2
$\begingroup$

What is the number of 1s in the binary representation of

$$3\times512 + 7\times64 + 5\times8 + 3$$

Is there any shortcut for finding the number of $1's$ and $0's$ in a binary number which has been factored as above?

$\endgroup$
0

4 Answers 4

5
$\begingroup$

Yes.

Powers of 2 will just offset their constant multipliers in the binary representation, equivalent to bitshift left or right. The constants here are "narrower" than their accompanying shifts, so you don't have to worry about "carrying" any 1s in the sum.

(Aside: This becomes quickly clear once you recognize that the number has been factored into octal, where it would be written 03753. While hexadecimal digits correspond to 4 bits each in binary, octal digits correspond to 3 bits each, so it's very easy to expand to its binary representation once you recognize this.)

So you can look solely at the multipliers: 3, 7, 5, 3. Count the 1s present in each of these in binary, and then the 0s, and you have your answer. No multiplication required!

$\endgroup$
2
  • $\begingroup$ That means 8 is 1000, will the 1 in this 8 be counted? $\endgroup$ Dec 10, 2013 at 14:10
  • $\begingroup$ No, we are looking at the constant factors. The *512, *64, *8, *1 parts are just shifting their constant factors to the left in the binary representation: 3*8_10 = 11_2 * 1000_2 = 11000_2 aka 11 shifted 3 spaces to the left. $\endgroup$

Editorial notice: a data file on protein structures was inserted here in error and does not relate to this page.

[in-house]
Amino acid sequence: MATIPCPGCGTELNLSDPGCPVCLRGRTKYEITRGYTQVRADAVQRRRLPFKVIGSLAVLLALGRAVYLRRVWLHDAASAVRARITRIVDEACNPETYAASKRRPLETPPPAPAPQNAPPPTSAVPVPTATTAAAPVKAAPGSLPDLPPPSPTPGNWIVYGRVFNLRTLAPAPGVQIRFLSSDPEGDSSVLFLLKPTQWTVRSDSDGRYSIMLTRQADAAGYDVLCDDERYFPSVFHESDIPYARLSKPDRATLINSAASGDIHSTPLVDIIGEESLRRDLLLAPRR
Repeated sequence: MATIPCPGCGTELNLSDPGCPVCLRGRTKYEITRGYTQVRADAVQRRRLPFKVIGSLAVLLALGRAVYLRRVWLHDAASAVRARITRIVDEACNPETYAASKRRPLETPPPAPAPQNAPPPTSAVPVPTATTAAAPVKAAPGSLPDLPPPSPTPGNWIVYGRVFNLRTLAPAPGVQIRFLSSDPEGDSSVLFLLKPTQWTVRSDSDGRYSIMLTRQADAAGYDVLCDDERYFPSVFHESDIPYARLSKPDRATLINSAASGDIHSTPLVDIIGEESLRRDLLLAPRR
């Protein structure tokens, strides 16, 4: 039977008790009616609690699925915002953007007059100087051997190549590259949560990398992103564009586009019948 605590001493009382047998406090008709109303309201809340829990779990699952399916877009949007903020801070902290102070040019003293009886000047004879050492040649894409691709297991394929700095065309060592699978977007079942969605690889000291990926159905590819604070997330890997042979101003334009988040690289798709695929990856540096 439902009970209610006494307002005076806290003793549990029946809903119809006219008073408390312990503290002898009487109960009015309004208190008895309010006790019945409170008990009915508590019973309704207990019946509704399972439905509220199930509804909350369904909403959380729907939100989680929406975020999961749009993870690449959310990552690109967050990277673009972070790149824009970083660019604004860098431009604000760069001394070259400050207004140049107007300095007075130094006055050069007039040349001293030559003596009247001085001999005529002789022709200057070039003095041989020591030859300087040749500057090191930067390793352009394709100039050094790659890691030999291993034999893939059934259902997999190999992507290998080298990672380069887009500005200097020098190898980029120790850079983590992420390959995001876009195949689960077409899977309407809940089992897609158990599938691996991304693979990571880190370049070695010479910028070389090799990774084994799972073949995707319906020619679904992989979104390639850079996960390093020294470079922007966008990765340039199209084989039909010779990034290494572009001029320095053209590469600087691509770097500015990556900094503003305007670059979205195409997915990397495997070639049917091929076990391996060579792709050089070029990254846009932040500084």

– Jeremy W. Sherman
    Dec 10, 2013 at 14:14
2
$\begingroup$

You need to imagine the binary representation in your head. Maybe you are a programmer, so you should know the powers of 2, and thus it shouldn't be really hard to imagine, how the binary representation of this number will see:

3*512 = 11 * 1000000000
7*64 = 111 *    1000000
5*8 = 101 *        1000
3 =                  11

The sum of them will be 11111101011 . It is clearly visible if you had some experience in such arithmetics, if not, you can do this nearly so easy on a paper.

Thus, the answer is: 9.

$\endgroup$
0
1
$\begingroup$

I would say in general, no (there is no shortcut), but in your problem because the factors are powers of 2 and because they are "spread out" enough and don't overlap, you can just count the number of 1's in each factor: 3, 7, 5, and 3, and you get 2 + 3 + 2 + 2 = 9. But if the terms hadn't been even factors of 2, or if they hadn't been separated far enough, this wouldn't work, because they would have impacted each other with the addition, e.g. 3*8 + 3*16 doesn't result in a 2 + 2 count of 1's. It results in 9*8 which has two 1's.

The number of zeros is a bit trickier--you have to figure out the first power of 2 which is larger than your number and subtract the number of 1's from that value.

$\endgroup$
1
$\begingroup$
  1. 110 0000 0000 - 1536
  2. 001 1100 0000 - 448
  3. 000 0010 1000 - 40
  4. 000 0000 0011 - 3

Answer: 111 1110 1011 - 2,274

The method I have used is base 2 arithmetic.

In the end the number of 1's can be calculated by converting each number into a binary number, adding the numbers together using the method above, and counting the number of 1's and 0's in the calculated result.

$\endgroup$
2
  • $\begingroup$ You misinterpreted the question. He want to know the number of the 1-s in the binary representation, he didn't ask to calculate this for him. $\endgroup$
    – peterh
    Dec 10, 2013 at 13:53
  • 3
    $\begingroup$ @PeterHorvath - I didn't misinterpret anything. $\endgroup$
    – Ramhound
    Dec 10, 2013 at 14:07

Your Answer

By clicking “Post Your Answer”, you agree to our terms of service, privacy policy and cookie policy

Not the answer you're looking for? Browse other questions tagged or ask your own question.